Xavier Sigalon

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Xavier Sigalon (1787 - August 9, 1837), French painter, born at Uzès (Gard) towards the close of 1787, was one of the few leaders of the romantic movement who cared for treatment of form rather than of colour.


The son of a poor rural schoolmaster, he had a terrible struggle before he was able even to reach Paris and obtain admission to Guérin's studio. But the learning offered there did not respond to his special needs, and he tried to train himself by solitary study of the Italian masters in the gallery of the Louvre. "The Young Courtesan" (Louvre), which he exhibited in 1822 , at once attracted attention and was bought for the Luxembourg.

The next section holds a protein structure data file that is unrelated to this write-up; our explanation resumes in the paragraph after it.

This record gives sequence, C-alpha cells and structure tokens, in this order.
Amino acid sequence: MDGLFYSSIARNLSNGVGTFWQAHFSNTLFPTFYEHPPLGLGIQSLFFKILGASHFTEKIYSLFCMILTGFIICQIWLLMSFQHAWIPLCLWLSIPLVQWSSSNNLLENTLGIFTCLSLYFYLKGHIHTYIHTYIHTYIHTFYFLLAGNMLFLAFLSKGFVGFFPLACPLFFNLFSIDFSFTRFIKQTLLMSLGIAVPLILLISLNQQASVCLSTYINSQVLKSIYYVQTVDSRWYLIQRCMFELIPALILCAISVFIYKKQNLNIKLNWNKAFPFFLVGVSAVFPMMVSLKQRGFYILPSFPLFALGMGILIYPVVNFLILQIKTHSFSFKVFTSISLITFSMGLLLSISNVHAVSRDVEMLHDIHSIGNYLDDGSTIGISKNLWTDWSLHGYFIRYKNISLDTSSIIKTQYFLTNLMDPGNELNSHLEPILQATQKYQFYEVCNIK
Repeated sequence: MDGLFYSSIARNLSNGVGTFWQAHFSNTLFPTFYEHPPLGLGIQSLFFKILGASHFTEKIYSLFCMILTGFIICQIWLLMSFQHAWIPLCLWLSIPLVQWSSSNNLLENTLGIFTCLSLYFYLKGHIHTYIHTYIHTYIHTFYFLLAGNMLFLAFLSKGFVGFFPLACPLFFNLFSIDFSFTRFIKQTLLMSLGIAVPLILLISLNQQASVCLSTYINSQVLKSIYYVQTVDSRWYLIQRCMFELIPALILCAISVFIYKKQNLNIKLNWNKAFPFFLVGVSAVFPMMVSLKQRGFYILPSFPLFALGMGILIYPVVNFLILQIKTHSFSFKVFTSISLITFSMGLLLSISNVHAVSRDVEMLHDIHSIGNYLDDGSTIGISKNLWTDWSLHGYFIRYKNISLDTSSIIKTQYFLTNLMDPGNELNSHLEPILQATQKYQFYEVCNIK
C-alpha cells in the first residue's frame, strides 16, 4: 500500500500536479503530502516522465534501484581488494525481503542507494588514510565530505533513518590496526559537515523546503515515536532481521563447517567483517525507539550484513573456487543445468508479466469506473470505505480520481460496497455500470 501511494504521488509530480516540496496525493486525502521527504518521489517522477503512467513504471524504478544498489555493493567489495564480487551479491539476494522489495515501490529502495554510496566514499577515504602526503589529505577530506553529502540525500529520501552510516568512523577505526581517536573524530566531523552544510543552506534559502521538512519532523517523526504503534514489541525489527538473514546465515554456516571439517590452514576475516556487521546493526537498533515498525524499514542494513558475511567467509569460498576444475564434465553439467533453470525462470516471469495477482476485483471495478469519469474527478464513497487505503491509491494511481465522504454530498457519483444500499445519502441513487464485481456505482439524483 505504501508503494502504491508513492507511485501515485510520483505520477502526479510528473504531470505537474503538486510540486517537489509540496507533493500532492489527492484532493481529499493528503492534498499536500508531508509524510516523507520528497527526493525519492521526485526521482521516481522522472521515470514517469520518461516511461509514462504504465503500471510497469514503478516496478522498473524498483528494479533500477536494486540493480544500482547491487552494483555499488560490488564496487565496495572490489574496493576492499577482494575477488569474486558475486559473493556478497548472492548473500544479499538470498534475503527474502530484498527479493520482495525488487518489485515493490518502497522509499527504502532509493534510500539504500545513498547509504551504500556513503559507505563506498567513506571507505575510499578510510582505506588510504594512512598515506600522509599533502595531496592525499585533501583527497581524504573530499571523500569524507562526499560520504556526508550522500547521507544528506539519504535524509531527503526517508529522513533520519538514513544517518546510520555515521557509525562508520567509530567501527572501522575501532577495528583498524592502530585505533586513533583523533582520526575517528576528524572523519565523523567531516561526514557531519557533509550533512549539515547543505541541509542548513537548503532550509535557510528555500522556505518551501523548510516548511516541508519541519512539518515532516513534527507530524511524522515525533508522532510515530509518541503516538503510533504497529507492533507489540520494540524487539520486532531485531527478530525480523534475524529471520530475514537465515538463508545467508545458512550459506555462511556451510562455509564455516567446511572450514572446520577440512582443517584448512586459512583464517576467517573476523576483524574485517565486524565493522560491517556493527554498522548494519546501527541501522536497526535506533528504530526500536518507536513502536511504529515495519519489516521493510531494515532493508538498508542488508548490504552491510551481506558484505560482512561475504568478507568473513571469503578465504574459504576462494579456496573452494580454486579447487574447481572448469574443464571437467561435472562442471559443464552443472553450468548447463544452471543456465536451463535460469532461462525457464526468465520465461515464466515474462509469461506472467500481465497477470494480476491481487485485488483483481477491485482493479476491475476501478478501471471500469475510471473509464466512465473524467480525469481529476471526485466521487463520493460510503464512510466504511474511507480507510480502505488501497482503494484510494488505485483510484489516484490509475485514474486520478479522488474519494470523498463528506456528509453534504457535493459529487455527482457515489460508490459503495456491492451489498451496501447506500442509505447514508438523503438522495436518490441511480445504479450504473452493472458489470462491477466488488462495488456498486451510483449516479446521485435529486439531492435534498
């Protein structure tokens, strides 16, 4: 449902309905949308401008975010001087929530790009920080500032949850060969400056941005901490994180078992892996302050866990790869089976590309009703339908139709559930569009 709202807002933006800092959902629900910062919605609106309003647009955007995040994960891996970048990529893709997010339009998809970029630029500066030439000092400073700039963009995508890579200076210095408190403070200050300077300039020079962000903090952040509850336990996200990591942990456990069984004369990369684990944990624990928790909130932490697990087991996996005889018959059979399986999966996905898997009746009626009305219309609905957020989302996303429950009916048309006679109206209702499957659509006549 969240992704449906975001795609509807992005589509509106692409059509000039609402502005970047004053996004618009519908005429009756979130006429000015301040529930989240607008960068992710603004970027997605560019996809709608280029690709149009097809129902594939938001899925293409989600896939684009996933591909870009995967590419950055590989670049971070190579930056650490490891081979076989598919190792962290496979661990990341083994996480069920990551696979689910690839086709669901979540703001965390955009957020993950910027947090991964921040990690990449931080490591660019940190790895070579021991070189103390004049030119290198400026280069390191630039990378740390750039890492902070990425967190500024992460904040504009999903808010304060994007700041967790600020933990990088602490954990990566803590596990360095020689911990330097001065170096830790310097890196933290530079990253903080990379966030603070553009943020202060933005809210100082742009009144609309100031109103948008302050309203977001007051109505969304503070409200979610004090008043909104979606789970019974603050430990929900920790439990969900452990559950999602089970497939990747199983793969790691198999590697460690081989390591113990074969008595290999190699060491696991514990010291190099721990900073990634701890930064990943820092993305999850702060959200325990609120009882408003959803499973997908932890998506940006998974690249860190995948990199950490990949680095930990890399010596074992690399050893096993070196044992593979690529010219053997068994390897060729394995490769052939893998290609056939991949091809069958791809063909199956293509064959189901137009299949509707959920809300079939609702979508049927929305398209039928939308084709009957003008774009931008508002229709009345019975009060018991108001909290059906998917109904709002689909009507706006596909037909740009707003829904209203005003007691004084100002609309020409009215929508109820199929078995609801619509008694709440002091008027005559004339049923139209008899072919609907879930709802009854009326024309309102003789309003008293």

The painter, however, regarded it as but an essay in practice and sought to measure himself with a mightier motive; this he did in his "Locusta" (Nîmes), 1824, and again in "Athaliahs Massacre" (Nantes), 1827. Both these works showed incontestable power; but the "Vision of St Jerôme" (Louvre), which appeared at the salon of 1831, together with the "Crucifixion" (Issengeaux), was by far the most individual of all his achievements, and that year he received the cross of the Legion of Honour.

The terrors and force of his pencil were not, however, rendered attractive by any charm of colour; his paintings remained unpurchased, and Sigalon found himself forced to get a humble living at times by painting portraits, when Thiers, then minister of the interior, recalled him to Paris...
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